Should I tip my guide? How about my porter?

While not mandatory, tipping is customary and always appreciated in Nepal and on our treks. Your guides and porters will tremendously appreciate a small gratuity at the end of your trek, as these little extras go a long way towards helping their families. Tipping is a great way to show your appreciation for the team's hard work and devoted attention to your happiness.

How much money should I bring along?

Our treks are all-inclusive. We cover accommodation, food, park fees, permits, and many other costs, as a means of making your adventure as stress-free and convenient as possible.. Travelers generally bring a small amount of pocket money to cover bottled water, snacks, or tea beyond your included meals, souvenirs, tips, or donations to monasteries along the route (if you are inclined to give one). Trekkers find that around $20 a day is reasonable for these extras.

What communication options exist while trekking?

It varies. Mobile coverage is expanding around the world rapidly, and the Himalayas are no different… did you know that 3G coverage is available all over Mount Everest? There is no guarantee of uninterrupted coverage, however. Most trekking routes feature local VHF phones, but on the more remote trails, a satellite phone is the only option.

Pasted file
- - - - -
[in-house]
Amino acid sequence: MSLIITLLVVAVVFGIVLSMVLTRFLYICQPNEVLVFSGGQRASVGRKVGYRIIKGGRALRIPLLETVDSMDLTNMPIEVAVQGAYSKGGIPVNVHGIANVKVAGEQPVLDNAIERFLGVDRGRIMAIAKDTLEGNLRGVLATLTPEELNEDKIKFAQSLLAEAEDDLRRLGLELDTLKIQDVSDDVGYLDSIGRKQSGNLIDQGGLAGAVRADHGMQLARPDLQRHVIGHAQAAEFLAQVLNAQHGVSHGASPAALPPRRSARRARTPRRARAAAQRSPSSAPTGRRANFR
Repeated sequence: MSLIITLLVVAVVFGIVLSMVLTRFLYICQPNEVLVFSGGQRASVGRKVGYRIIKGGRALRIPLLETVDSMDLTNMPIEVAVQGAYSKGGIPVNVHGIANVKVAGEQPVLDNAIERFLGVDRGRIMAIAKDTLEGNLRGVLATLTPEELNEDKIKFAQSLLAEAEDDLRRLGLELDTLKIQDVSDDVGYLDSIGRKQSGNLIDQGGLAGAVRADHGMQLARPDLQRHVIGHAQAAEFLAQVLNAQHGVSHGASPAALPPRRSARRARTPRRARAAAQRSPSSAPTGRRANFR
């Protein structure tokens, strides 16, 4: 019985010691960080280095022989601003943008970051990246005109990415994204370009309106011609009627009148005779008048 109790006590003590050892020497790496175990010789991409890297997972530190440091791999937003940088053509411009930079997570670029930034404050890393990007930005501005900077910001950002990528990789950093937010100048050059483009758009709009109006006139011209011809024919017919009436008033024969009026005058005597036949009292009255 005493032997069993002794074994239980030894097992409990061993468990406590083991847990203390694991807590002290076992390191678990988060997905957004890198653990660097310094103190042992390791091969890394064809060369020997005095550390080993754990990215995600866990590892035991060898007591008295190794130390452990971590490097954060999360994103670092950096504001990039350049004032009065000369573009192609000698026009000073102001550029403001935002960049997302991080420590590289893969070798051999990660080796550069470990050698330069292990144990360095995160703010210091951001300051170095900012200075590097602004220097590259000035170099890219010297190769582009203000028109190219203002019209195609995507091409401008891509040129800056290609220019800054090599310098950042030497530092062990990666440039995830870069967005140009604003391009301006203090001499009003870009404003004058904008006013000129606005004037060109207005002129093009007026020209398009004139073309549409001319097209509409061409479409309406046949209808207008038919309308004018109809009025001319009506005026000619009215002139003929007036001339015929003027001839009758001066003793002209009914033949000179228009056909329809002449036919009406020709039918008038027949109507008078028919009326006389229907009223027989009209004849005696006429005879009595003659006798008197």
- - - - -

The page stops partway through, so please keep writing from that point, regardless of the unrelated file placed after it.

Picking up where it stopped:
Do you have any extra charges for solo travelers?

We generally don't charge solo travelers any extra fees. Solo travelers can expect their own hotel room in Kathmandu but will need to share a room with other group members during the trek. If availability allows we will arrange private rooms on the trek as well upon request. If you are going solo and not joining one of our group treks you will be charged an extra $10 a day for a porter.

Can I get a refund if I don't finish the trek?

Its sometimes the case that trekkers finish ahead of schedule or they end up stopping the trek early for health or personal reasons. If this is the case please understand that we can not offer any refunds for unused days on the trek. Please understand that our costs are the same as we have an obligation to pay our guides and porters for the time they have committed.

What is your cancellation policy? How about other terms and conditions?

Check out this link, or contact us for more information. We love hearing from you!